At Jerusalem, which Louis and his escort reached after passing through Tyre and Ptolemais, and where Conrad also arrived at last with the remains of his army, a plan of operations was decided on against Damascus. But the design was frustrated, in spite of Conrad's heroic courage and daring, by the treachery of the Eastern Christians and the strength of the city. Presently Damascus, the beautiful seat of government of one of the still independent Mohammedan chiefs, also fell into the power of the brave and just Nureddin, who thus approached near the frontiers of the Christian kingdom. Louis VII. had lost the half of his own forces on the mountain of Laodicea. He fruitlessly undertook many enterprises, each of which was marked by a disaster; at length the whole expedition of Louis VII. was reduced, as far as he was concerned, to a pious pilgrimage to the Holy Sepulchre. He returned to Europe with the Crusader princes, and brought with him only a few soldiers. His entire force had been annihilated. After Nureddin's death, the generous, brave, and cultured Saladin, the chief of the Kurds, and commander of the mercenary troops, seized the Sultanship of Egypt in 1174, put an end to the Shiite caliphate on the Nile, and in a short time united under his sceptre all the countries from Cairo to Aleppo.
Soon the kingdom of Jerusalem was threatened. In the battle of Ramla, in 1178, not far from Ascalon, the bravery of the Crusaders achieved the last glorious victory over the powerful enemy, by which the fall of the Christian supremacy was delayed a few years longer. Saladin granted a truce; but when this was violated by a Christian knight in the valley of Hebron, the treacherous adventurer Rainald of Chatillon, who with insolent audacity surprised and robbed a passing caravan, the Sultan marched into the field with an armed force, July, 1187. The battle of Hittin, on the Lake of Gennesareth, not far from the town of Tiberias, was decided against the Christians, who were weakened by discord and treachery, for "their God had turned from them." King Guido and many of his nobles were taken prisoners after a brave contest; the Templars were repulsed, and Rainald was slain by the Sultan's own hand; Joppa, Sidon, Accon, and other towns fell into the hands of the conqueror ; and at last Jerusalem itself was lost, in October, 1187. The crucifixes were torn down, and the Christian symbols and vessels destroyed; but the inhabitants were treated with lenity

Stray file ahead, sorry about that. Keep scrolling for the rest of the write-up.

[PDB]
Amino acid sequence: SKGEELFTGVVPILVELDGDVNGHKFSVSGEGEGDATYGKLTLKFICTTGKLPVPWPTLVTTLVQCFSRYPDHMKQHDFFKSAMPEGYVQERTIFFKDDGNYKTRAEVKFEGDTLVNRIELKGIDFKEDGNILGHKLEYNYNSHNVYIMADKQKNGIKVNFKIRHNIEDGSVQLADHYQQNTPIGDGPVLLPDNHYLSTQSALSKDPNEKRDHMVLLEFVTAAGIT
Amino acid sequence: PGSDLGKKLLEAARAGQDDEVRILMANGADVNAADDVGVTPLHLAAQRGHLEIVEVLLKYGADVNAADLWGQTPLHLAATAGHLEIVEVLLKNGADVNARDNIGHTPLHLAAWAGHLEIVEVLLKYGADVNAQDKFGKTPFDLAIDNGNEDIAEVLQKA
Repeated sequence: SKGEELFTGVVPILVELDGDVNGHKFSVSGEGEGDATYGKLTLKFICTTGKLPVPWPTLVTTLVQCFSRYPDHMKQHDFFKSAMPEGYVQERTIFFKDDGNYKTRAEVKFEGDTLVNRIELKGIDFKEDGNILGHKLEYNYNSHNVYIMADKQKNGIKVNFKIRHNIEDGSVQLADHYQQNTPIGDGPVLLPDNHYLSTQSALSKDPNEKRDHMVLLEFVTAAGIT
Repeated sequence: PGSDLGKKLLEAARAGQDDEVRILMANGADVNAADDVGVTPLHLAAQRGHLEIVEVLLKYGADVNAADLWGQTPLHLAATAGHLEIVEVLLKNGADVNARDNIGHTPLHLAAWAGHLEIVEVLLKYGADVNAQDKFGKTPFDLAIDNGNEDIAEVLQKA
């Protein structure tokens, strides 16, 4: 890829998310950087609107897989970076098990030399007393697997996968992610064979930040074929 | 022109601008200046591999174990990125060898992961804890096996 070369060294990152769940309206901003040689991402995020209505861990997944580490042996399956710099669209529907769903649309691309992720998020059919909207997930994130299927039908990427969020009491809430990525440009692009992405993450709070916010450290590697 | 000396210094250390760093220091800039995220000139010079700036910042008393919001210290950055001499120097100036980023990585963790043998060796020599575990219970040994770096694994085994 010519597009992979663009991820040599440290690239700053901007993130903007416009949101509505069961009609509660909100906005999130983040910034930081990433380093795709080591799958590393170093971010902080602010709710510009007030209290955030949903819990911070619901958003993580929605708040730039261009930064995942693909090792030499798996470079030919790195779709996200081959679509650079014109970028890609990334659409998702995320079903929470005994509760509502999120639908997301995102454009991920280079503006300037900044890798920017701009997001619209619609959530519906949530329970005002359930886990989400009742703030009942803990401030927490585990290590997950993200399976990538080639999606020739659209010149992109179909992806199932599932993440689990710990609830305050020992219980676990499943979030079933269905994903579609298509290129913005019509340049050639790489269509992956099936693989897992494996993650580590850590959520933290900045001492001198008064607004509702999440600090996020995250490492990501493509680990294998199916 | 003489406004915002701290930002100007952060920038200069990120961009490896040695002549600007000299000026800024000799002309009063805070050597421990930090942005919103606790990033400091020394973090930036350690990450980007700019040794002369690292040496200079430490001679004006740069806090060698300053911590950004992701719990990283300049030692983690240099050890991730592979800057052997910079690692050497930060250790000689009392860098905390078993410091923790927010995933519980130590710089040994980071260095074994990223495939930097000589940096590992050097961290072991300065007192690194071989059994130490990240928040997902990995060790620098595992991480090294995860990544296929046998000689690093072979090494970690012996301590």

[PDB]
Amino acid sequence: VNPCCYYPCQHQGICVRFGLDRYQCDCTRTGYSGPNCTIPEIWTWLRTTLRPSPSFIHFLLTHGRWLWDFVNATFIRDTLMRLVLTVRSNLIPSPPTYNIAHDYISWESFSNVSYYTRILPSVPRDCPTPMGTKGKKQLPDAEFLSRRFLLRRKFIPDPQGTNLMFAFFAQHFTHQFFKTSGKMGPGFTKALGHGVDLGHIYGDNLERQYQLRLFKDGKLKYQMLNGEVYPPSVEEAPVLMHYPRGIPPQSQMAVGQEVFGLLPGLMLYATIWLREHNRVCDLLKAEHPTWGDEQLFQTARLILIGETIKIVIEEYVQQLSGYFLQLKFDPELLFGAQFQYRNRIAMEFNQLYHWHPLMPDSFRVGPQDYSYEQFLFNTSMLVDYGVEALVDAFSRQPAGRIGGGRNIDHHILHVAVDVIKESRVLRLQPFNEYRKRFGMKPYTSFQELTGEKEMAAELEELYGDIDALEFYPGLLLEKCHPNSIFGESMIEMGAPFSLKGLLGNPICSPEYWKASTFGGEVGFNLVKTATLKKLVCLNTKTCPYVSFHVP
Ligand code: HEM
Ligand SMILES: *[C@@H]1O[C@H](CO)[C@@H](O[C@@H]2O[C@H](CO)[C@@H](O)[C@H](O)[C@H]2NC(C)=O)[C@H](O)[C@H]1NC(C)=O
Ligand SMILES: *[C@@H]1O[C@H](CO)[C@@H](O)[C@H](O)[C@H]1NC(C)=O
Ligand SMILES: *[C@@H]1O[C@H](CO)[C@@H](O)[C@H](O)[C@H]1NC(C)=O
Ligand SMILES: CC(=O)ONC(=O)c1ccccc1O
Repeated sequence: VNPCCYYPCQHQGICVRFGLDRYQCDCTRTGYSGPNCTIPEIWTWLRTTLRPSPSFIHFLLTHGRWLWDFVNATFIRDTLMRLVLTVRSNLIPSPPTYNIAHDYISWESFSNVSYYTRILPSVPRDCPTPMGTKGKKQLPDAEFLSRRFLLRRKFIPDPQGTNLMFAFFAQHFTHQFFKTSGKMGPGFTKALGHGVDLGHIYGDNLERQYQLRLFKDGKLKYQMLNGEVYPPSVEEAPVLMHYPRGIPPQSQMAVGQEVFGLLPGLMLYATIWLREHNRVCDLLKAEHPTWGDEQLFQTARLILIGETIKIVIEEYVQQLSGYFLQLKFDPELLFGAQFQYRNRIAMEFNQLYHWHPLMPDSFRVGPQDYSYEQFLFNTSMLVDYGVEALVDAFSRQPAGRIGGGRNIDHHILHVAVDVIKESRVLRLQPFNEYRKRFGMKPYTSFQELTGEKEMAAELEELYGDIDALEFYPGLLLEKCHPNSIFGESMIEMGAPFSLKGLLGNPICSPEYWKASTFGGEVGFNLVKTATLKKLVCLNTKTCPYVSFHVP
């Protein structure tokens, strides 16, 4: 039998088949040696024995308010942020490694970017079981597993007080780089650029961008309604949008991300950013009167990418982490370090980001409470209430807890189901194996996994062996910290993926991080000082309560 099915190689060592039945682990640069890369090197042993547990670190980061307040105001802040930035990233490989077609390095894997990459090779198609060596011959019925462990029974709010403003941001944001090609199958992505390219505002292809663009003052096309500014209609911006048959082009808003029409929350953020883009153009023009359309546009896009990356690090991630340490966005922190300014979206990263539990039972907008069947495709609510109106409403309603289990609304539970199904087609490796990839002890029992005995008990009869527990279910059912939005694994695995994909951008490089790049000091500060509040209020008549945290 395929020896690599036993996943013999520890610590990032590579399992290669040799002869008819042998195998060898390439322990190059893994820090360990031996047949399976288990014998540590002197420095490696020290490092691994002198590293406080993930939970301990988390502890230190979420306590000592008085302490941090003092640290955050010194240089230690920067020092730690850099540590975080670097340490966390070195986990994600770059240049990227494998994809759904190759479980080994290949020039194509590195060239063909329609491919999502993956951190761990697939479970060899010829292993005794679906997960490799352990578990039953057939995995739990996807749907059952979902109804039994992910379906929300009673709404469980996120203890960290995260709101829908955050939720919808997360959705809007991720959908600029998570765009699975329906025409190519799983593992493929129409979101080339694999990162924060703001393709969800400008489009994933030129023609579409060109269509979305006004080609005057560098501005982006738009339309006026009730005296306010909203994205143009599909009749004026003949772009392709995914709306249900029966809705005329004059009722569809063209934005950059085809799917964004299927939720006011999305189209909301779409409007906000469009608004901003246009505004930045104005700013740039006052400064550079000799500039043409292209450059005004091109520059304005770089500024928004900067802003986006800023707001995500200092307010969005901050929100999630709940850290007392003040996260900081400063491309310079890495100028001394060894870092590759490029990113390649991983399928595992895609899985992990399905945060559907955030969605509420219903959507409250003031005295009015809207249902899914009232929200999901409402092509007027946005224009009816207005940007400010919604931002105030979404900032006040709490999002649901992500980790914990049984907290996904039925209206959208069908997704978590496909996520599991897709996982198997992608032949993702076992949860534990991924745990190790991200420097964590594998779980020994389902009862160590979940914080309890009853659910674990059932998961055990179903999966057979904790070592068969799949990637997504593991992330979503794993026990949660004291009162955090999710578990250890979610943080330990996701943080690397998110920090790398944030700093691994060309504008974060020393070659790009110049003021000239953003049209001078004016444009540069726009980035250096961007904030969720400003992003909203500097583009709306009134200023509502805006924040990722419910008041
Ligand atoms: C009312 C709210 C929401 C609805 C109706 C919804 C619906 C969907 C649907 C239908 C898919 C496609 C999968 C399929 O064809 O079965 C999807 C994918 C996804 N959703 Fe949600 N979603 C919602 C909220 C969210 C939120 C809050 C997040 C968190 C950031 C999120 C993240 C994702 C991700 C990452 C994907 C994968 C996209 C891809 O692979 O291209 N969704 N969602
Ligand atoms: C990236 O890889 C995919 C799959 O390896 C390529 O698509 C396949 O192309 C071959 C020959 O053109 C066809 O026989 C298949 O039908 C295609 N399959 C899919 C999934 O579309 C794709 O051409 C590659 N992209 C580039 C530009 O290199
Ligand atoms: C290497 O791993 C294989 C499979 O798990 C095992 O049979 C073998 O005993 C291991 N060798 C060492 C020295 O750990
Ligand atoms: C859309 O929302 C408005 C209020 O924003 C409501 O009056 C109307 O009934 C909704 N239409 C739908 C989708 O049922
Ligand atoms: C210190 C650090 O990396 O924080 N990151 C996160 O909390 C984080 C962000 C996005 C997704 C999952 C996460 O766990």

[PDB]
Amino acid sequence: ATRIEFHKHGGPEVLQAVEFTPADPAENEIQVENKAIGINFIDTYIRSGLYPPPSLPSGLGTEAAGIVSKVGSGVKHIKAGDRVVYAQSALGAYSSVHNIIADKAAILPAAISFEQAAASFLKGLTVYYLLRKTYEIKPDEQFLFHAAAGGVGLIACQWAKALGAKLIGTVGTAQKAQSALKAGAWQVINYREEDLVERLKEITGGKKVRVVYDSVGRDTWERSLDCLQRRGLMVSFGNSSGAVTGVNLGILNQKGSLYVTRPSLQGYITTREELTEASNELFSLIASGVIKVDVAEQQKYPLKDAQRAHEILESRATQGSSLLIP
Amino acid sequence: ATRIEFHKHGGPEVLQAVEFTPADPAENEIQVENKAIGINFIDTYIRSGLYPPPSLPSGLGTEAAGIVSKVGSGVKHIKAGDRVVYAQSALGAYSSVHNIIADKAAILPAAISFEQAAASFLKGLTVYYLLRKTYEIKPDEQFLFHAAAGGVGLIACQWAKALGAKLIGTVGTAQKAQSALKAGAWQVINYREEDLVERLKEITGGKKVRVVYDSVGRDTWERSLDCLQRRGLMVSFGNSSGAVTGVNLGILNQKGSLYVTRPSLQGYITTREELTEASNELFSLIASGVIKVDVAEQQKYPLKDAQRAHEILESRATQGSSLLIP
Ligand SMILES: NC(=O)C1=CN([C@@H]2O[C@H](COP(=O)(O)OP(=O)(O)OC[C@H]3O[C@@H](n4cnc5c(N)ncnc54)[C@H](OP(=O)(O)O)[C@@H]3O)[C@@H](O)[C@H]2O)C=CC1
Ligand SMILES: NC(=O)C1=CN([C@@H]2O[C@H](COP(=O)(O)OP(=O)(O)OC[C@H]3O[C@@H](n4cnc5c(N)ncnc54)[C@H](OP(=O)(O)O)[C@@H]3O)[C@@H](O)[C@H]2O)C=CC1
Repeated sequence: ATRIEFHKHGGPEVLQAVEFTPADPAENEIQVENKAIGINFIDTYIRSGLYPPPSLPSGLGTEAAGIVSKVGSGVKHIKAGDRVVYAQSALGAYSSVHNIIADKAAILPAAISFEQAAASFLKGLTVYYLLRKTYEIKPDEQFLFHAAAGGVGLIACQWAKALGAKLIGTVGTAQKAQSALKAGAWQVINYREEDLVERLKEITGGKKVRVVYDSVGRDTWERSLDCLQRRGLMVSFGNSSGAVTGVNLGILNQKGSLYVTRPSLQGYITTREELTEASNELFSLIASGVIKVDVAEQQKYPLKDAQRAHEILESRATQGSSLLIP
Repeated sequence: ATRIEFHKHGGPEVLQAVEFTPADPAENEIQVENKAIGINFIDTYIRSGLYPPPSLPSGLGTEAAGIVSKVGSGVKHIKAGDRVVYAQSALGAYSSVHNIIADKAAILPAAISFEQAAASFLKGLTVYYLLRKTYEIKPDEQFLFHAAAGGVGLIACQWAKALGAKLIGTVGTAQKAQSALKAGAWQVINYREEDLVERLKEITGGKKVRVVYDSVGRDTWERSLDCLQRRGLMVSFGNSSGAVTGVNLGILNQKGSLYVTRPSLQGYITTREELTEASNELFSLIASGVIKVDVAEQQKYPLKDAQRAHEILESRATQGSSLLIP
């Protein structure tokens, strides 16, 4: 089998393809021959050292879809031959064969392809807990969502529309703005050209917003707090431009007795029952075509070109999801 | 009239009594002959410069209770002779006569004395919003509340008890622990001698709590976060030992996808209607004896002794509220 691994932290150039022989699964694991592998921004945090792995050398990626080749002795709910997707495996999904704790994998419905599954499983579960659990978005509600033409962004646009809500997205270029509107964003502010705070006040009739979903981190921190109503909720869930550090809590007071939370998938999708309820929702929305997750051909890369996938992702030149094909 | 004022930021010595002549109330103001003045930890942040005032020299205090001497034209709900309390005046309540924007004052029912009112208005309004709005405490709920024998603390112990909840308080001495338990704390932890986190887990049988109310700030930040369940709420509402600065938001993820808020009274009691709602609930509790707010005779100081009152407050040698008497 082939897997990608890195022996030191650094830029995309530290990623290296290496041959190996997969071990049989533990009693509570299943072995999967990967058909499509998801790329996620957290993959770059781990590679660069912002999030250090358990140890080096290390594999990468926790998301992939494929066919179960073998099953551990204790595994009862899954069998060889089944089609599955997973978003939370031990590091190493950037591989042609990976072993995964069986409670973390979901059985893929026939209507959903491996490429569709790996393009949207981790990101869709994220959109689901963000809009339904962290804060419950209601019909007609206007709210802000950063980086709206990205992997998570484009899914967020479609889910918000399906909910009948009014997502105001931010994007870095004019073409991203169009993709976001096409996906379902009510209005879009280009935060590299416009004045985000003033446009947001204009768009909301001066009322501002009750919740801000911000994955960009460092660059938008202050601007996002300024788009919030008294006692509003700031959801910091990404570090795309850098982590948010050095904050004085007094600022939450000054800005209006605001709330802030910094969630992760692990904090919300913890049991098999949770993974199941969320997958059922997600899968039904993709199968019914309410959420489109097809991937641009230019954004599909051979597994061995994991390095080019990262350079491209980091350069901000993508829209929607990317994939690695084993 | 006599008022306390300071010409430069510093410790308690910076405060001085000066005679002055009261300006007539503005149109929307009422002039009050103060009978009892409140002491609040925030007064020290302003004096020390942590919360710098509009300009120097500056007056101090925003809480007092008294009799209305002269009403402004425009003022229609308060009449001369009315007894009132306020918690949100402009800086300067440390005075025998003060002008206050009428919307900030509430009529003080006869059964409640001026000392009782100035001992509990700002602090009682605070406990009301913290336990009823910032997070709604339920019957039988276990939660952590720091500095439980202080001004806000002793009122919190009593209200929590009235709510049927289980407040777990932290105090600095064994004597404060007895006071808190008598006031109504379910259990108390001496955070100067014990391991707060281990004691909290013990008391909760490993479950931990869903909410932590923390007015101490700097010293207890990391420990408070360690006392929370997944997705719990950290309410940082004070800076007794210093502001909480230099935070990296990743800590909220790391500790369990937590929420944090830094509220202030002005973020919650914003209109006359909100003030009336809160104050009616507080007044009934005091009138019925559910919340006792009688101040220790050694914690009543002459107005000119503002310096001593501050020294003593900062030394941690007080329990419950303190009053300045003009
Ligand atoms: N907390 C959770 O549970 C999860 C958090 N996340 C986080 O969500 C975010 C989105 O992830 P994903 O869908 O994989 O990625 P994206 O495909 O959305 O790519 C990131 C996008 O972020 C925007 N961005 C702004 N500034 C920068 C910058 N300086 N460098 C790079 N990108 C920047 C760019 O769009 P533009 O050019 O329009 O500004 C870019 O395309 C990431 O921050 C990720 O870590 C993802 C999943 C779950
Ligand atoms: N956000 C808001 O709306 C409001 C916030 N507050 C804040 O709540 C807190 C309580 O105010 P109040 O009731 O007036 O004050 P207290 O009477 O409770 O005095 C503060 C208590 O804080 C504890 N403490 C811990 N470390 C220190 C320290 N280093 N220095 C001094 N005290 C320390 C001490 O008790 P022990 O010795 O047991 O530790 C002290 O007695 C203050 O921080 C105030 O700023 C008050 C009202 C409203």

The Third Crusade
Richard I. was enthusiastically devoted to the new
or the third Crusade, in which his father had also been preparing to take part; but he was by no means scrupulous
in the means he took to raise money for this purpose. He sold benefices and the Crown lands, and "would have
sold London itself if he could have found a purchaser," as he himself declared. He even degraded the Chief
Justiciary, Ranulf de Glanville, the earliest writer on English law, from his office, and gave the office to the
highest bidder, a Frenchman, William Long-champ, bishop of Ely, for 3,000 marks, £2,000 sterling. He sold
to the Scottish king his claim to the suzerainty for 10,000 marks, £6,666 13s. 4d. sterling. Having extorted
all he could, he left for Normandy on the 11th of December, 1189, and after some months of similar extortion in
his continental provinces, he set out at the head of his forces, and on July 5, 1190, joined Philip Augustus of
France on the plains of Vezelai. Thence he marched to Marseilles; but his fleet, which he had expected there, had
been delayed by storms, and he had to hire transports to convey a portion of his troops to Genoa, the remainder
being left for the fleet. Philip had marched to Genoa, and thence he sailed to Sicily, where Richard rejoined him.